Gromov-Hausdorff convergence

The Hausdorff distance {d_{ H}(A,B)} between two subsets {A,B} of a metric space {X} is defined by {d_{ H}(A,B)=\inf\{r>0: A\subset B_r \text{ and } B\subset A_r \}}, where {A_r,B_r} are (open/closed does not matter) {r}-neighborhoods of the sets. Informally: {d_{ H}(A,B)<r} if no matter where you are in one set, you can jump into the other by traveling less than {r}. For example, the distance between letters S and U is about the length of the longer green arrow.

Hausdorff distance
Hausdorff distance

Generally, one assumes the sets to be closed (to avoid zero distance) and bounded (to avoid infinite distance). But I will not; in this post I’m not really interested in verifying all the axioms of a metric.

The Gromov-Hausdorff distance is defined between metric spaces {X,Y} as follows: it is the infimum of {d_{ H}(f(X),g(Y))} taken over all isometric embeddings {f\colon X\rightarrow Z} and {g\colon Y\rightarrow Z} into some metric space {Z}.

The infimum over all pairs of embeddings into all conceivable metric spaces does not sound like something you would want to compute in practice. Of course, the matter boils down to equipping the abstract union {X\sqcup Y} with pseudometrics that are compatible with the original metrics on {X} and {Y}.

A more directly computable notion of distance (not necessarily a metric) can be given as follows: {\rho_{GH}(X,Y)} is the infimum of all {\epsilon>0} for which there exist two maps {f\colon X\rightarrow Y} and {g\colon Y\rightarrow X} such that:

  1. {d_X(g\circ f(x),x)\le \epsilon} for all {x\in X}
  2. {d_Y(f\circ g(y),y) \le \epsilon} for all {y\in Y}
  3. {|d_Y(f(x_1), f(x_2)) - d_X(x_1,x_2)| \le \epsilon } for all {x_1,x_2\in X}
  4. {|d_X(g(y_1), g(y_2)) - d_Y(y_1,y_2)| \le \epsilon } for all {y_1,y_2\in Y}

This is not as elegant as “infimize over all metric space”, but is more practical. For example, it is easy to check that the sequence of one-sheeted hyperboloids {H_n = \{x^2+y^2=z^2+1/n\}}

One hyperboloid,...
One hyperboloid,…
... another hyperboloid, ...
… another hyperboloid, …

converges to the cone {C = \{x^2+y^2=z^2\}}.

... and we get a cone.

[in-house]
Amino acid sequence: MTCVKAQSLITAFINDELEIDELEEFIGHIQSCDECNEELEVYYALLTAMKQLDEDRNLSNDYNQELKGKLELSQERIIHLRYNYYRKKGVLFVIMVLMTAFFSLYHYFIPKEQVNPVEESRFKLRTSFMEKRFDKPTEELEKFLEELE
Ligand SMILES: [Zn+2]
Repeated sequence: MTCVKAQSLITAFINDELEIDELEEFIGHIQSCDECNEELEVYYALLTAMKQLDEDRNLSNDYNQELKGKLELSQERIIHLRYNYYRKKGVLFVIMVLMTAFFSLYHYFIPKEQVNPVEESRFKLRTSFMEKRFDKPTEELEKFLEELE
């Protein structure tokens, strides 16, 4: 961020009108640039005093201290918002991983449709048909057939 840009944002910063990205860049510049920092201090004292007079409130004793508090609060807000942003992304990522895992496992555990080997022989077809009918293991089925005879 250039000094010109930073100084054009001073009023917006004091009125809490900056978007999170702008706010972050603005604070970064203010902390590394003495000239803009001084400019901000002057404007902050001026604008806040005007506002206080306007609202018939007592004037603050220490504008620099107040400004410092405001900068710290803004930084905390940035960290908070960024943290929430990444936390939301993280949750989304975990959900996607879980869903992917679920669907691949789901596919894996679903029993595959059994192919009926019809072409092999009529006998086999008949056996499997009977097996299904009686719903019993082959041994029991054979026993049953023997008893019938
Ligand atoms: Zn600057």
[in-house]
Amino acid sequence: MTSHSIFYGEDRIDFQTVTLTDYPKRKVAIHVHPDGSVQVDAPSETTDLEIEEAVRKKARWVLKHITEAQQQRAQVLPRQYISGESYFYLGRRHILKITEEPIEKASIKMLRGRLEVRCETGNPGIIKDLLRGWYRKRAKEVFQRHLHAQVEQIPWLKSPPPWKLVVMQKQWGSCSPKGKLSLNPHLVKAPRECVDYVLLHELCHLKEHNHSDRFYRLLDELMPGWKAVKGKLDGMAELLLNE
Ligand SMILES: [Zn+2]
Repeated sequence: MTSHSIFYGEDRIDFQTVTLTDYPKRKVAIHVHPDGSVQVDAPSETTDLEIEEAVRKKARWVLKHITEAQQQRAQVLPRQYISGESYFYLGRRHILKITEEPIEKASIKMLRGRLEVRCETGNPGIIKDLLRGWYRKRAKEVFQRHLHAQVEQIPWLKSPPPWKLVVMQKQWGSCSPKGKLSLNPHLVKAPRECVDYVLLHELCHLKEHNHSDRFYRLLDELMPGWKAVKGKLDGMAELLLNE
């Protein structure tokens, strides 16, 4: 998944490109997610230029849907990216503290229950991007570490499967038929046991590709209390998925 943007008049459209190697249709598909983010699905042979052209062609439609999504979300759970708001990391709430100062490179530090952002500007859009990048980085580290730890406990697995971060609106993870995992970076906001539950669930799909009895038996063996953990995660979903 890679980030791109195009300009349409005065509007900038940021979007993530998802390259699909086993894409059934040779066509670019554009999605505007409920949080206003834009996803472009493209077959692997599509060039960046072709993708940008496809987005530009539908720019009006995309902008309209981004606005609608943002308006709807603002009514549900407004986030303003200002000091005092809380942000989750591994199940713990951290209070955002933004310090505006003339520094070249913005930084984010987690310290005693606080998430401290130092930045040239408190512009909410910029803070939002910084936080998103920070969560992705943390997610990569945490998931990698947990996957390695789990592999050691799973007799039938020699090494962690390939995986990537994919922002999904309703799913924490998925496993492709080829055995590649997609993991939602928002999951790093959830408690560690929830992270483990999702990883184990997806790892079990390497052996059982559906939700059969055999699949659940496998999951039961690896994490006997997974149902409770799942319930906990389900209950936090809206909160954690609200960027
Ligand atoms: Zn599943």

… and we get a cone.

Using cylindrical coordinates, define {f_n\colon H_n\rightarrow C} by {f_n(r,\theta,z) = (\sqrt{r^2-1/n}, \theta,z) } and {g\colon C\rightarrow H_n} by {g_n(r,\theta,z) = (\sqrt{r^2+1/n}, \theta,z)}, with an arbitrary choice of {\theta} at the point {g(0,0,0)}. Now check the items one by one:

  1. {f_n\circ g_n} is the identity map on {C}
  2. {g_n\circ f_n} fixes all points of {H_n} except for those with {z=0}. The latter are displaced by at most {2/\sqrt{n}}.
  3. follows from {|\sqrt{r^2-1/n} - r|\le 1/\sqrt{n}} on {[1/n,\infty)}
  4. follows from {|\sqrt{r^2+1/n} - r|\le 1/\sqrt{n}} on {[0,\infty)}

Note that the Gromov-Hausdorff convergence of manifolds is understood with respect to their intrinsic metrics. Although both {H_n} and {C} are naturally identified with subsets of {\mathbb R^3}, it would be a mistake to use the Hausdorff distance based on the Euclidean metric of {\mathbb R^3}. Even though this extrinsic metric is bi-Lipschitz equivalent to the intrinsic metric on both {H_n} and {C}, bi-Lipschitz equivalence is too coarse to preserve the GH convergence in general. In general, the intrinsic metric on a manifold cannot be realized as the extrinsic metric in any Euclidean space.

In the example of hyperboloids we are lucky to have a Gromov-Hausdorff convergent sequence of unbounded spaces. Normally, bounded sets are required, and boundedness is imposed either by an exhaustion argument, or by changing the metric (moving to the projective space). For instance, the parabolas {y=x^2/n} do not converge to the line {y=0} as unbounded subsets of {\mathbb R^2}, but they do converge as subsets of {\mathbb R\mathbb P^2}. In the process, the degree jumps down from {2} to {1}.

It seems that the Gromov-Hausdorff limit of algebraic varieties of degree at most {d} is also an algebraic variety of degree at most {d} (provided that we use the intrinsic metric; otherwise flat ellipses {x^2+n^2y^2=1} would converge to a line segment). If this is true, I’m sure there’s a proof somewhere but I never saw one.

1 thought on “Gromov-Hausdorff convergence”

  1. What about the family of higher-order cusps y^2=x^n? Algebraically, the n in the exponent makes that term get very small (“in the adic topology”). Is it clear that these converge to y^2=0? (Of course none of these are manifolds, but that didn’t seem to bother YY at all.)

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